SAFETY: Standard safety equipment includes a sturdy safety-cage chassis, dual-force front airbags, door-mounted side airbags and head- protection side curtain airbags, ESP stability control, Brake Assist, the BabySmart child seat recognition system, and the TeleAid emergency call system.

ROADABILITY: "Insulated, not isolated" has long been the Mercedes suspension philosophy, and that still applies. The C320 is more a luxury sedan than a sports sedan. It has a softer suspension calibration with more body motion than a sports sedan, but is composed in hard cornering. In standard form, it's a compliantly-comfortable car for touring long distances in comfort on any type of paved road. A sport suspension is available.

PERFORMANCE: Welcome to the new, fun Benz. While the C320's maximum 215 horsepower and 221 lb-ft of torque aren't quite up to the levels of the old AMG C36 and C43 hot rods, the new car is noticeably healthier than the old C280. The five-speed automatic transmission features adaptive logic that learns a driver's style and compensates for grade ascents by delaying shifting and descents by shifting to a lower gear. "Touch Shift" manual control allows the driver to over-ride the computer, and does improve acceleration and entertainment a bit. But with the torque peak plateau between 3000 and 4600 rpm, shifting is strictly optional.

CONCLUSIONS: Mercedes-Benz has improved its small C-Class sedans. Think of them as the C++ Class.

SPECIFICATIONS
2001 Mercedes-Benz C320

Base Price              $ 36,950
Price As Tested         $ 43,995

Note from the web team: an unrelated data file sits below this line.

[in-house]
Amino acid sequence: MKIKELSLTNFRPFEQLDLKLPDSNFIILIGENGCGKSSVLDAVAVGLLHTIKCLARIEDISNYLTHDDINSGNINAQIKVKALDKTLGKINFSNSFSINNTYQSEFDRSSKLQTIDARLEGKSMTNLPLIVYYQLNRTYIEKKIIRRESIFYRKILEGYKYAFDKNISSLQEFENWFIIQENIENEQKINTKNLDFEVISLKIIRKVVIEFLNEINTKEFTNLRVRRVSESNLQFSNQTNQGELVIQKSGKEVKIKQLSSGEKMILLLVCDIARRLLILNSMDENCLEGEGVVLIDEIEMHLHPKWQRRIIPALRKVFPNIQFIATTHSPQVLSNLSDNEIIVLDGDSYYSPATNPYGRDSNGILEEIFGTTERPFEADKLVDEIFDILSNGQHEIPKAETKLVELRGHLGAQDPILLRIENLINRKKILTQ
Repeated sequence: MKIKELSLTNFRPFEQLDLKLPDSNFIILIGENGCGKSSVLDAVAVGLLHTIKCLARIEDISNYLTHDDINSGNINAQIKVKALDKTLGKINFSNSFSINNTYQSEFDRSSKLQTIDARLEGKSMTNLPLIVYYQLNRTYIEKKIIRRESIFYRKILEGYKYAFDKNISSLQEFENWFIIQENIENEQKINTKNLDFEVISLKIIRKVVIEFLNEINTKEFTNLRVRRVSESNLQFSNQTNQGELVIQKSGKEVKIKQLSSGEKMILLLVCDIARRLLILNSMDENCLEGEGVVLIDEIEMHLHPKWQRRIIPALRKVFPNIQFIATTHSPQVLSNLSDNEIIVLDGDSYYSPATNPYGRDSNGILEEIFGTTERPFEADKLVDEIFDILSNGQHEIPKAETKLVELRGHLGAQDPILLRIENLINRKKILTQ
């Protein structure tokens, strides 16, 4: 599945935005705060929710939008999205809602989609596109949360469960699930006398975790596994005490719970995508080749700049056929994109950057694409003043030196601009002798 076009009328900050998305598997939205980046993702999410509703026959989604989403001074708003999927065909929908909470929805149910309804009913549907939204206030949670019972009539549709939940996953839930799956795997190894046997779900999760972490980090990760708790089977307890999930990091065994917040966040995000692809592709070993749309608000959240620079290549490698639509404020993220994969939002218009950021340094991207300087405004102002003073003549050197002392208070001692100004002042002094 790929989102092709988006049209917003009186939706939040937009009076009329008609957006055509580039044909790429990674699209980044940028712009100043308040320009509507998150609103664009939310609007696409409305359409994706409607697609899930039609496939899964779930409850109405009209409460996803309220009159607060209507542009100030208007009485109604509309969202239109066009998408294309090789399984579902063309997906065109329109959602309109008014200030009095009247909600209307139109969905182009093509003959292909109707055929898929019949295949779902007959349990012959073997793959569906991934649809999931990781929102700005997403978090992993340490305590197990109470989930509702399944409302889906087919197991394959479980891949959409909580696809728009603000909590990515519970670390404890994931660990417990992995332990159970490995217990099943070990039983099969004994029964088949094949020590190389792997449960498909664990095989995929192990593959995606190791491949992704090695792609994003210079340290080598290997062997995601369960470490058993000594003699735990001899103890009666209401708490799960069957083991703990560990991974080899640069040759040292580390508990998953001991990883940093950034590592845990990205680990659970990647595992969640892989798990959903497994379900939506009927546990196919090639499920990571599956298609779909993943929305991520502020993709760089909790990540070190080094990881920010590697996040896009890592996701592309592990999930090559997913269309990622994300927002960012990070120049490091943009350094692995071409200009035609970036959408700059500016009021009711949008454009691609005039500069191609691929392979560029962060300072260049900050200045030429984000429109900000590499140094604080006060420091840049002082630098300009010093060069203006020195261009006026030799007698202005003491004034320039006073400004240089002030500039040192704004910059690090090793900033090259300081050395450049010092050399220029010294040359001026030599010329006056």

Engine Type             single overhead cam 18-valve 90-degree V6
Engine Size             3.2 liters / 195 cu. in.
Horsepower              215 @ 5700 rpm
Torque (lb-ft)          221 @ 3000-4600 rpm
Transmission            5-speed electronically-controlled 
                          automatic with adaptive logic control
                          and "Touch Shift" manual shifting.
Wheelbase / Length      106.9 in. / 178.3 in.
Curb Weight             3,439 lbs.
Pounds Per Horsepower   16.0
Fuel Capacity           18.3 gal.
Fuel Requirement        unleaded premium, 92 octane
Tires                   P205/55 HR16 Goodyear Eagle RS-A
Brakes, front/rear      vented disc / solid disc, antilock standard
Suspension, front/rear  independent twin lower-link strut / 
                          independent multilink
Drivetrain              front engine, rear-wheel drive

PERFORMANCE
EPA Fuel Economy - miles per gallon
    city / highway / observed      19 / 26 / 21
0 to 60 mph                6.9  sec
Coefficient of Drag (cd)   0.27

OPTIONS AND CHARGES
Desert Silver paint                                       $   625
Java leather                                              $ 1,375
Integrated Timeport phone and integrated CD Changer       $ 1,795
Rain sensor, glass sunroof, electric rear window sunshade $ 1,340
Ski sack with trunk passthrough split folding rear seat   $   425
Headlamp washing system and heated front seats            $   800
Destination charge                                        $   645